As far as tranquility goes, the best one of these songs is The Zephyr Song. The Zephyr Song begins with an electronic drum beat and a simple guitar riff. Chad Smith takes over for the electronic beat as Flea enters, descending throughout the riff. Kiedis enters, rapping the verse as the guitar playing gets more complicated. Flea keeps his bassline varied, always standing out as a great bass player even when he isn't the focus. Kiedis' rapping grooves with the feel the rest of the band lays down. Frusciante enters halfway through the verse, oohing the chord tones above Kiedis. A typical way for the Chili Peppers to make a chorus is to enter an obviously major chord progression as Kiedis sings the chorus rather than rapping. The Zephyr Song does this exactly. While this creates an extremely uplifting chorus, it gets old and somewhat cheesy. Following the shorter second chorus, Frusciante busts out a beautiful solo, showcasing his incredible newfound tone. Just like the typical solo from him, it is incredibly simple yet perfectly fitting with the feel the song. The chorus reprises then closes out on an incredibly major chord, leaving a warm feeling in your heart... I think.
Conversely, Throw Away Your Television is a much more aggressive song, opening up with a frantic bassline from Flea. His tone is significantly meatier than usual. A drum beat enters that accompanies Flea's line. Kiedis sings well on this song, taking a simple melody and sticking to that. As would go with any song that opens with a Flea bassline, the song revolves around it, having all the other band members build on top of his ideas. Frusciante plays an insanely simple guitar part. Frusciante hints at a climax, but the song reverts back to the verse riff. The chorus doesn't change feel really, but Flea's bassline goes higher and Frusciante puts effects on his guitar and slides around the fretboard. Frusciante plays differently on the second verse, acting more as a lead guitarist rather than an accompanist to Flea. Taking this gained momentum, he takes a solo filled with guitar effects after the second chorus. The solo sounds extremely futuristic and electronic, but it is still most obviously a guitar. The song closes out on multiple tracks of Frusciante's guitar along with Kiedis repeatedly saying "It's a repeat."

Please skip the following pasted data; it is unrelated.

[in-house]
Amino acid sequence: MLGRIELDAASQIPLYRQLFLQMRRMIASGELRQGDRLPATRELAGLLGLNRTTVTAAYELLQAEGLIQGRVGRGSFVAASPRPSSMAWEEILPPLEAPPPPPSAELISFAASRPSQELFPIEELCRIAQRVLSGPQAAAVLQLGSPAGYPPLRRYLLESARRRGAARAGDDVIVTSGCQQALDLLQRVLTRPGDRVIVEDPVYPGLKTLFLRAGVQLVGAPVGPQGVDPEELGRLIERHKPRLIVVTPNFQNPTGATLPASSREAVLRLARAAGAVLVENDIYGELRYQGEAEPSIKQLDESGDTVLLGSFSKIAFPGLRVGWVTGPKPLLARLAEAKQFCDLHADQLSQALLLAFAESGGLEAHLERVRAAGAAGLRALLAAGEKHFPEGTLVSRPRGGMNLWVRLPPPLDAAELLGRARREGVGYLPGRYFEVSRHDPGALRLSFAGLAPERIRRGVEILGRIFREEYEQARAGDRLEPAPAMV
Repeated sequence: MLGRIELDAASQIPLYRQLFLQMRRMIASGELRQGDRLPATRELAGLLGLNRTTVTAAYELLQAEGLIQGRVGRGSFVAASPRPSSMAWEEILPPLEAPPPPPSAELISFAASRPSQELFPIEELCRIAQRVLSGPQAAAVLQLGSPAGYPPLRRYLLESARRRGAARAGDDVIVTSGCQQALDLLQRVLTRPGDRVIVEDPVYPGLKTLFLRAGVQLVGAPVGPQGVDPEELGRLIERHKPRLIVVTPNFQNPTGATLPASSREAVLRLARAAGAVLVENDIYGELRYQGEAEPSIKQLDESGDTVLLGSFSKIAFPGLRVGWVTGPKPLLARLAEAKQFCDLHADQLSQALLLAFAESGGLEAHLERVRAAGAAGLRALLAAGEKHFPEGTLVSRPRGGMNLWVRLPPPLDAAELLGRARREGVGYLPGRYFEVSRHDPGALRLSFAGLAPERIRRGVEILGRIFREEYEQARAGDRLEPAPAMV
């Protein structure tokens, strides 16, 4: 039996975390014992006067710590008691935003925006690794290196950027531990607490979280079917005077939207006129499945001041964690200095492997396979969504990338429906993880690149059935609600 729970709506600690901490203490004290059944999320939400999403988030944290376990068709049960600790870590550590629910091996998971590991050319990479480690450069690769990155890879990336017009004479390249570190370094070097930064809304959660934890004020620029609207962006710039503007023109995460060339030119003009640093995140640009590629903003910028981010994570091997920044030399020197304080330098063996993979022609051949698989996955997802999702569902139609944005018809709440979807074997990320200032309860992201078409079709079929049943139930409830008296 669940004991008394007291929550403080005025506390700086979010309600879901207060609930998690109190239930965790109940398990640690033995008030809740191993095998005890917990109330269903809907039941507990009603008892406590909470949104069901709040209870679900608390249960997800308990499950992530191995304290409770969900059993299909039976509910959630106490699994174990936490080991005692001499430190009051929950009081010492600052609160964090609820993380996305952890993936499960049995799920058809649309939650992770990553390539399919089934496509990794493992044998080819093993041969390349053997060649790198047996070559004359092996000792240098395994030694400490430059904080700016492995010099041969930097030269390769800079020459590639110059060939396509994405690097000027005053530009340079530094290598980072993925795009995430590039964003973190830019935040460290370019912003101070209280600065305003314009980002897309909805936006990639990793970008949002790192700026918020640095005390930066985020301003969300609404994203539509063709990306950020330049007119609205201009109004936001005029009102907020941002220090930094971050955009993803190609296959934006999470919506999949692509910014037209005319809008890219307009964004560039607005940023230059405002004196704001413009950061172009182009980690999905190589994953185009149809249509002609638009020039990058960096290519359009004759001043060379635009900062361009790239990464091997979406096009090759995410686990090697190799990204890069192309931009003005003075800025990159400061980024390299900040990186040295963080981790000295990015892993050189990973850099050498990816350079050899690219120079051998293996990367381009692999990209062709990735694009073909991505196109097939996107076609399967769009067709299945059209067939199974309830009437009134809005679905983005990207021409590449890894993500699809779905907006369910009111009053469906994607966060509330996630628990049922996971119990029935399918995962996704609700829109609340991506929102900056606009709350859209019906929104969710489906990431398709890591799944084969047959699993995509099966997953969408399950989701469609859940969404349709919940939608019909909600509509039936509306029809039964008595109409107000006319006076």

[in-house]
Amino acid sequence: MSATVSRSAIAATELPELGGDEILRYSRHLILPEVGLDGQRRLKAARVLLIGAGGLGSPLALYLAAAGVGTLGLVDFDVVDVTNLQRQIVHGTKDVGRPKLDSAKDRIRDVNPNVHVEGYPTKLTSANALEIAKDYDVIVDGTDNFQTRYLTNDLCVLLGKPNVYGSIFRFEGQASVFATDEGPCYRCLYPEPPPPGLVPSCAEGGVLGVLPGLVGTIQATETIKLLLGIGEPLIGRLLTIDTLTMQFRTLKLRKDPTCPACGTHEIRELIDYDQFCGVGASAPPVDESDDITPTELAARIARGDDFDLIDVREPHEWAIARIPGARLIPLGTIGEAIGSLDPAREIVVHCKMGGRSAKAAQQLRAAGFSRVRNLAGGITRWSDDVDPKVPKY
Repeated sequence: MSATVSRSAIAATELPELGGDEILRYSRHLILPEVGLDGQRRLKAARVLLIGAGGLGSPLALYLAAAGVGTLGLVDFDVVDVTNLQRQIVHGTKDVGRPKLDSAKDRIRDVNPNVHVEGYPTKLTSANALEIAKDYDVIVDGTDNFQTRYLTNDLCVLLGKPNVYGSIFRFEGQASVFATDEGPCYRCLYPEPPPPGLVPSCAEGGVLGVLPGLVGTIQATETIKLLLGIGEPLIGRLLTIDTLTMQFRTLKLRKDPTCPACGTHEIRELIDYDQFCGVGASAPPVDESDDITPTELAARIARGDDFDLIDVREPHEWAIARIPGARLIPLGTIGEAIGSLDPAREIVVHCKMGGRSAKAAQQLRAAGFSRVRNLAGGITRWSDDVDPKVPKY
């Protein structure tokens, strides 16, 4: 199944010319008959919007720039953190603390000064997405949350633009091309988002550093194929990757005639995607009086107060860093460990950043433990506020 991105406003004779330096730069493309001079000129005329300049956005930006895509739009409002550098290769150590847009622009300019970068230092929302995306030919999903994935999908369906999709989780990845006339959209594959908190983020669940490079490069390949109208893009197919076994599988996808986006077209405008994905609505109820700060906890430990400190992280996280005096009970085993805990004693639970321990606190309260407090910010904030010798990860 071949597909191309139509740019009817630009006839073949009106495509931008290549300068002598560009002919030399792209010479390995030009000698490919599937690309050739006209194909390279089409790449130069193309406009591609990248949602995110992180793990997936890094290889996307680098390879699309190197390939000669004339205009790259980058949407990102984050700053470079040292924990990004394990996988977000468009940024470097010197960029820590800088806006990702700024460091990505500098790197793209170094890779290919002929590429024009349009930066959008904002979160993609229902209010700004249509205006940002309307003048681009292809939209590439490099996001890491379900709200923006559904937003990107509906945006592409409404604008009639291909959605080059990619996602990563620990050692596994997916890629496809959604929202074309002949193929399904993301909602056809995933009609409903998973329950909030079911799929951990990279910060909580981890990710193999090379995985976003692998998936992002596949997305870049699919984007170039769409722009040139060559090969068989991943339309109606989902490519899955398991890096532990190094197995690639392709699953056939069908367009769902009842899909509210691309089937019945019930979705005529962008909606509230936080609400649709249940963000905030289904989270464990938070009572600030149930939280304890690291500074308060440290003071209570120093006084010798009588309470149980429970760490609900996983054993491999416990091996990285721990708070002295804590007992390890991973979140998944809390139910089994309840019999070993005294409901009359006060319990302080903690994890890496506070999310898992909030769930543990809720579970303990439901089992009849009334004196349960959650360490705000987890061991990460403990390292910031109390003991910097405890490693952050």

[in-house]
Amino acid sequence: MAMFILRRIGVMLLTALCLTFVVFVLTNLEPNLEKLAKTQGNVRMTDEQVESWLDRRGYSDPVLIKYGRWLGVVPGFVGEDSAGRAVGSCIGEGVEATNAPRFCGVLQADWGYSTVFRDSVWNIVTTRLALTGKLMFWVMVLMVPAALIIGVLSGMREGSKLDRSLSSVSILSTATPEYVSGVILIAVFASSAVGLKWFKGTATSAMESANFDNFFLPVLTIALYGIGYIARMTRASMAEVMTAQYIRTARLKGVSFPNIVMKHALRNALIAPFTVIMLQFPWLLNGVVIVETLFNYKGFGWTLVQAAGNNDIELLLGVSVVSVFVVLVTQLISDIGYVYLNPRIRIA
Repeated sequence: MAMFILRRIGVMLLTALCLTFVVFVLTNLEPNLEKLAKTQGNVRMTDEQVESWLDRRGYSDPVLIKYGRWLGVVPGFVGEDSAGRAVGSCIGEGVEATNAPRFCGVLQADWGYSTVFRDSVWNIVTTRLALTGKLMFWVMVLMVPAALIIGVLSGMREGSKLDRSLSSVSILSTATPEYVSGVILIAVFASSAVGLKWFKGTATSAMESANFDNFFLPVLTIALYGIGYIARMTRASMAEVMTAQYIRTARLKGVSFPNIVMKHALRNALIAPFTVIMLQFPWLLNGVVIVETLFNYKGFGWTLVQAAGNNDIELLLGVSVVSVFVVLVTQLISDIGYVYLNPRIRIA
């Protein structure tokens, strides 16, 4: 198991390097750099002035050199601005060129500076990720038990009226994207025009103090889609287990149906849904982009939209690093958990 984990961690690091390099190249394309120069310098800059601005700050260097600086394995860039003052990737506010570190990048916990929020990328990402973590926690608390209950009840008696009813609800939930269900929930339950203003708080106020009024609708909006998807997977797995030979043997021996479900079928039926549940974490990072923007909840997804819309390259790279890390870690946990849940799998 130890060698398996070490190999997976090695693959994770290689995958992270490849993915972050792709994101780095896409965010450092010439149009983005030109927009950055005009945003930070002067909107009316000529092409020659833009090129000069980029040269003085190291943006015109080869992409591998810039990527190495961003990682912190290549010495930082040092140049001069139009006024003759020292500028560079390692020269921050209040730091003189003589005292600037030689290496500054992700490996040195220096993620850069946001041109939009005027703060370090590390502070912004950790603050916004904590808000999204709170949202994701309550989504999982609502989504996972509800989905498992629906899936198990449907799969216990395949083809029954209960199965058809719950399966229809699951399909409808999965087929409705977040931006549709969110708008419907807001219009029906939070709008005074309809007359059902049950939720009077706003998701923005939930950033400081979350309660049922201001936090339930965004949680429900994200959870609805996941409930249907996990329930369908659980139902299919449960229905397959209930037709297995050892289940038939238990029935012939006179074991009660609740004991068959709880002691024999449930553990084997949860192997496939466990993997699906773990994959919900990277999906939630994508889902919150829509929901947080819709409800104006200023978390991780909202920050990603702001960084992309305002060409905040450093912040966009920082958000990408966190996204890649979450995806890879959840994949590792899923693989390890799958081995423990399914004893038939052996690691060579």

By the Way goes down as one of the Chili Peppers' best albums, ranking with Californication and Blood Sugar Sex Magik. A noticeable minority of people feel this is their best album to date. The album certainly explores a range of sounds with the strings infested Midnight, the Spanish influenced Cabron, and the return of a funkier feel with Minor Thing. Despite this being a recording from a band 16 years in progress, the age does not show and the Chili Peppers continue to create their own style of music.
By the Way
The Zephyr Song
Throw Away Your Television